Correspondence from L. Thomas to Hon. E. M. Stanton
April 4, 1863.
(Via Cairo, Ill., 6th.)
Hon. E. M. STANTON:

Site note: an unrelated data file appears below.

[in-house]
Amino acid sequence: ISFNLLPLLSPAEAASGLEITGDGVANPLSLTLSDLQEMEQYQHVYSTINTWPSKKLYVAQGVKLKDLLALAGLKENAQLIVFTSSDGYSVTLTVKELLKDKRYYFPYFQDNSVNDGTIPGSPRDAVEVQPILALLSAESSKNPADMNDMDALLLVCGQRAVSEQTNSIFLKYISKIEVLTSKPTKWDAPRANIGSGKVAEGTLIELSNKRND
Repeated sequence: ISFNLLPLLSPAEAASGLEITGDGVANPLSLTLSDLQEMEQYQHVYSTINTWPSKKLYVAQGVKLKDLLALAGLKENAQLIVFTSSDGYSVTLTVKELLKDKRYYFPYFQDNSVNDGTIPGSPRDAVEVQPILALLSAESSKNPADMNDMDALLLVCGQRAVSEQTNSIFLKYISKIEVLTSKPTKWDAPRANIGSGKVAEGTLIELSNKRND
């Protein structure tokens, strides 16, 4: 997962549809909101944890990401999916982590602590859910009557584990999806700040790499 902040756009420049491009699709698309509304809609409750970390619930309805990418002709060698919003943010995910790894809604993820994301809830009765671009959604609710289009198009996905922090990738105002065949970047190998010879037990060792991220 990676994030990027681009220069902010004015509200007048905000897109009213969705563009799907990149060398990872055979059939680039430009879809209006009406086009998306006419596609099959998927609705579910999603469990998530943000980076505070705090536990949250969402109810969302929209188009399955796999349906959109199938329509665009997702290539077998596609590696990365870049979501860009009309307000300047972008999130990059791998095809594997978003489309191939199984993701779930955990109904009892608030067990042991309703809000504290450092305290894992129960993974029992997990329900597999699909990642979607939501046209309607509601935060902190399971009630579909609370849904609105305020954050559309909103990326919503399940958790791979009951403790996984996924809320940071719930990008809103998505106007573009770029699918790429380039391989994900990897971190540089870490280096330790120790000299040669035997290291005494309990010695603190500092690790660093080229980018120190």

I arrived here last night, and explained this morning to General Hurlbut the policy of the Administration respecting the contrabands. He says his corps will give it their support, especially those regiments which have been in battle. He desires 600 as artillerists, to man the heavy guns in position, which he says can readily be raised from the contrabands within his lines. I have authorized him to raise six companies, and select the officers. He knows intelligent sergeants who will make good captains. The experience of the Navy is that blacks handle heavy guns well. General Hurlbut is embarrassed with the runaways from their Tennessee masters. They come here in a state of destitution, especially the women and children. He cannot send them back, and I advise their employment as far as possible by the quartermaster, and the general is authorized by General Grant to hire them to citizens who will give proper bonds. Goods shipped here have been on entirely too extensive a scale, especially clothing and other articles needed by the rebels. At least 2,500 pairs of cavalry boots are here. Smuggling from this place and on the river below has been carried on extensively. The trade should be restricted. I am assured that no officers of the command have anything to do with cotton. It is ostensibly bought here, but the dealers in it have their agents, who buy through the country before it reaches this point. It should be brought or shipped here by owners, delivered to the Government agents, weighed, and then sold to the highest bidder, the Government cotton to be sold here in the same way, this being a better market than Saint Louis. After to-day I shall take the first boat for Helena. Nothing of importance from below.